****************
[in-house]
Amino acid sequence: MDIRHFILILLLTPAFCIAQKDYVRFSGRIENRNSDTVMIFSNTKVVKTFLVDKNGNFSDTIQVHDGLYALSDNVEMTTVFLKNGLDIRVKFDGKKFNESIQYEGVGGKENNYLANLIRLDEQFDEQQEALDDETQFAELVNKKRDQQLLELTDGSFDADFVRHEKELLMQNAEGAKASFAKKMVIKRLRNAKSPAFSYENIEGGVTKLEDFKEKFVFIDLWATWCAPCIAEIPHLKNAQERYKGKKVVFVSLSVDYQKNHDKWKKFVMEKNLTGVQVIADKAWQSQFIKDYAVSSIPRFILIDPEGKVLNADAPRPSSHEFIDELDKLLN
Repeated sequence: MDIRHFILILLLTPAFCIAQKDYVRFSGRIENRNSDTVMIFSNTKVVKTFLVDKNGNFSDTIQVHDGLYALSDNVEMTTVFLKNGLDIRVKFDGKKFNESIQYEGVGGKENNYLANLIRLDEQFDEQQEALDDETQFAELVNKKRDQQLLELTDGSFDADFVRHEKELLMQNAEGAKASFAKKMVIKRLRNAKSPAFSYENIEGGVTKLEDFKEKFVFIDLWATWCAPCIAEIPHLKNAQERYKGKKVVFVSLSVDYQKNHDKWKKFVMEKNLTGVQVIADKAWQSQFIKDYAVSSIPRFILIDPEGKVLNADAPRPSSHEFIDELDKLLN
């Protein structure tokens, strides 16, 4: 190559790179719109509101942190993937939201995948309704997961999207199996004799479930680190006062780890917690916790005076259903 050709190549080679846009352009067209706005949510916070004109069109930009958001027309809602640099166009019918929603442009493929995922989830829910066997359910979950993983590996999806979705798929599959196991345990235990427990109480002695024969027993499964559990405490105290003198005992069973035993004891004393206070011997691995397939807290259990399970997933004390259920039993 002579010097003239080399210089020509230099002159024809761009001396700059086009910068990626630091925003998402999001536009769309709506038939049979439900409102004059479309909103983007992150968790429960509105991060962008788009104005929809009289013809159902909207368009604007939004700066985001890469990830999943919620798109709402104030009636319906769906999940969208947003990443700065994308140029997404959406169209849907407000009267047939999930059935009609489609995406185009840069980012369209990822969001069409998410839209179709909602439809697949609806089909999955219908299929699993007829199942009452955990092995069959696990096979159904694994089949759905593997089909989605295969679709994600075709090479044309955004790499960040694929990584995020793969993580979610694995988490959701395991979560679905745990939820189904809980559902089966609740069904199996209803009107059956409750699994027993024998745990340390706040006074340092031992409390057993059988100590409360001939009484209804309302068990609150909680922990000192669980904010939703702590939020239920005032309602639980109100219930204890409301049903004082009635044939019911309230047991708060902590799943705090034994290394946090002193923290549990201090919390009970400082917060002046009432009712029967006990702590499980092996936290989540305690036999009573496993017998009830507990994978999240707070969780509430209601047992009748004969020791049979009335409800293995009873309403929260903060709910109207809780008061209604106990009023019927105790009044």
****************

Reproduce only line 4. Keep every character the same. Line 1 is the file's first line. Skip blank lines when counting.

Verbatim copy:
């Protein structure tokens, strides 16, 4: 190559790179719109509101942190993937939201995948309704997961999207199996004799479930680190006062780890917690916790005076259903 050709190549080679846009352009067209706005949510916070004109069109930009958001027309809602640099166009019918929603442009493929995922989830829910066997359910979950993983590996999806979705798929599959196991345990235990427990109480002695024969027993499964559990405490105290003198005992069973035993004891004393206070011997691995397939807290259990399970997933004390259920039993 002579010097003239080399210089020509230099002159024809761009001396700059086009910068990626630091925003998402999001536009769309709506038939049979439900409102004059479309909103983007992150968790429960509105991060962008788009104005929809009289013809159902909207368009604007939004700066985001890469990830999943919620798109709402104030009636319906769906999940969208947003990443700065994308140029997404959406169209849907407000009267047939999930059935009609489609995406185009840069980012369209990822969001069409998410839209179709909602439809697949609806089909999955219908299929699993007829199942009452955990092995069959696990096979159904694994089949759905593997089909989605295969679709994600075709090479044309955004790499960040694929990584995020793969993580979610694995988490959701395991979560679905745990939820189904809980559902089966609740069904199996209803009107059956409750699994027993024998745990340390706040006074340092031992409390057993059988100590409360001939009484209804309302068990609150909680922990000192669980904010939703702590939020239920005032309602639980109100219930204890409301049903004082009635044939019911309230047991708060902590799943705090034994290394946090002193923290549990201090919390009970400082917060002046009432009712029967006990702590499980092996936290989540305690036999009573496993017998009830507990994978999240707070969780509430209601047992009748004969020791049979009335409800293995009873309403929260903060709910109207809780008061209604106990009023019927105790009044």